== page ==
What’s stopping you from making a killing in the property market?
With all these people making money on YouTube what’s stopping you from achieving passive income and financial freedom as well?
If you’re asked to list the opportunities out there you might easily put down technology, property and finance.
That’s where most fortunes are made, after all.
But what you also have to work out is whether that opportunity is one that’s going to work for you.
If it’s the right opportunity it’s like a greased slide, you’ll be able to get on and gravity will be on your side.
So you have to look hard at your list and think about why you’re going to be able to develop those opportunities.
Do you have a background in property?
Do you understand finance or technology – are you an analyst or a coder?
Just because you can see other people making money from an opportunity – it doesn’t mean that those are the only ways to succeed.
In fact, it’s more likely that there is a way for you to succeed that you are perfectly positioned for.
Maybe it’s a change in the market, maybe it’s a job that others find hard to do, maybe it’s something you’ve developed for your own use that could be useful to others.
Rather than looking for opportunities, what you need to do is think about how you can develop them – using the strengths at your disposal.
Opportunities are not things you find – they are things you create.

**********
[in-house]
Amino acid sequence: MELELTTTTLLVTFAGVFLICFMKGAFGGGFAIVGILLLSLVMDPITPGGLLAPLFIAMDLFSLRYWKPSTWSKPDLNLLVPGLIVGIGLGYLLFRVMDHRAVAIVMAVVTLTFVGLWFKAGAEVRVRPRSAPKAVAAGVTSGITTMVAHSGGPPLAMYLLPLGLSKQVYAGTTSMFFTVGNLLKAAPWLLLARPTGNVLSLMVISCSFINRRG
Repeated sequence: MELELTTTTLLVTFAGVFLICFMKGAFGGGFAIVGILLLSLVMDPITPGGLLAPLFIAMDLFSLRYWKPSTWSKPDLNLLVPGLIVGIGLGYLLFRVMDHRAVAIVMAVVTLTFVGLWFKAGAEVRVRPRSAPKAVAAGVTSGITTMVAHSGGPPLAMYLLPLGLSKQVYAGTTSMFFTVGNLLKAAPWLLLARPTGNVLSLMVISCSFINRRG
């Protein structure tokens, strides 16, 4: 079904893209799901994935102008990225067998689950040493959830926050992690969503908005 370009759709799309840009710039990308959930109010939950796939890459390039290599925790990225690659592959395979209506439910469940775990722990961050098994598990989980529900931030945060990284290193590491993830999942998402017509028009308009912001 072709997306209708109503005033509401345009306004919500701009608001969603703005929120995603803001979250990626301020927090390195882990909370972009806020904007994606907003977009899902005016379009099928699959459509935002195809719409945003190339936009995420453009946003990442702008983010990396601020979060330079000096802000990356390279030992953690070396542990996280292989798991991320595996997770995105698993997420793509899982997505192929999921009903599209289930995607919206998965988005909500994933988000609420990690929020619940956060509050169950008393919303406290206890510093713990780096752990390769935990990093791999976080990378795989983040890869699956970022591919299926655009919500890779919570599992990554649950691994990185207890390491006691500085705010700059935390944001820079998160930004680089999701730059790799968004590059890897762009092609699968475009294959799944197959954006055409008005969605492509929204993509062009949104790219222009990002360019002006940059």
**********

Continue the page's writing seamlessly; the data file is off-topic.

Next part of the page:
But in order to develop them you have to do one last thing – remove risk.
And you do this by analysing the threats you face.
What are the threats?
As with the other three categories it’s easy to list threats in a vague and general way.
You might be threatened, for example, by bad customer feedback, cash flow problems, late payments from customers.
These threats might cause you to trip, make mistakes, cost you money.
But there are two elements to a threat – the first is the impact it has on your business and the second is how likely is it to happen.
The less you understand about your business, the more likely it is that you will make mistakes you can’t recover from.
It really comes back to knowing where you’re strong and where you’re weak – and being clear about what opportunities you pursue as a result.
If you’ve got those first three elements lined up, then the last job you have is identifying and eliminating threats.
It’s risk management, really – if you’re climbing a steep hill with loose rocks – start by asking yourself whether you really need to do the climb at all.
Why not go around, get a cab or hire a helicopter.
But if you have to climb it wear good footwear, take some equipment to help and have a plan in case you run into trouble.
There are some threats you can’t do anything about – the weather, the electricity network.
So you only focus on the threats that you can do something about – the ones you can mitigate.
And by doing that you’re dramatically increasing the overall chances of success you have.
The key is being specific
A SWOT analysis is least useful when it’s done in a quick and lazy way – when you fill it with the first thoughts that come to mind.
What you need to do is sit there and keep writing until the second and third thoughts come to you.
Draw, doodle, do anything but keep that pen moving until you get down more ideas than the ones that come immediately to mind.
Be critical of what you put down – ask yourself whether they are really different from what anyone else would say – are you drawing on what is your own unique experience or is this something anyone could put down?
The purpose of the exercise is to deepen your understanding of yourself and the situation you are in.
Armed with this knowledge you can start to move on to understanding the next part – seeing yourself in context and figuring out how to play nicely with others.
We’ll talk about that next time.